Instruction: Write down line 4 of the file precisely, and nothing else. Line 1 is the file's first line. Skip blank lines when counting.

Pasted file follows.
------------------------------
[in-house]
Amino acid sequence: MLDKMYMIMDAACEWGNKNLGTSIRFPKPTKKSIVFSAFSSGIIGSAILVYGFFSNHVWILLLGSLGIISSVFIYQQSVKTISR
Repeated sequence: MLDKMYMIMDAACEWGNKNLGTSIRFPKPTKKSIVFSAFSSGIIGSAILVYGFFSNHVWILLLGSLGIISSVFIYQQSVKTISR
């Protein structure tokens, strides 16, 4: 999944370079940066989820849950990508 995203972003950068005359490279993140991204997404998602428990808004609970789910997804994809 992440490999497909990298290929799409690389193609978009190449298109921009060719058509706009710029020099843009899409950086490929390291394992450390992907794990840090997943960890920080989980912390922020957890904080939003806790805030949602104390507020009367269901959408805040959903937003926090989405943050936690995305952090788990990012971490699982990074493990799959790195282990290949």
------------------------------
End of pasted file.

């Protein structure tokens, strides 16, 4: 999944370079940066989820849950990508 995203972003950068005359490279993140991204997404998602428990808004609970789910997804994809 992440490999497909990298290929799409690389193609978009190449298109921009060719058509706009710029020099843009899409950086490929390291394992450390992907794990840090997943960890920080989980912390922020957890904080939003806790805030949602104390507020009367269901959408805040959903937003926090989405943050936690995305952090788990990012971490699982990074493990799959790195282990290949």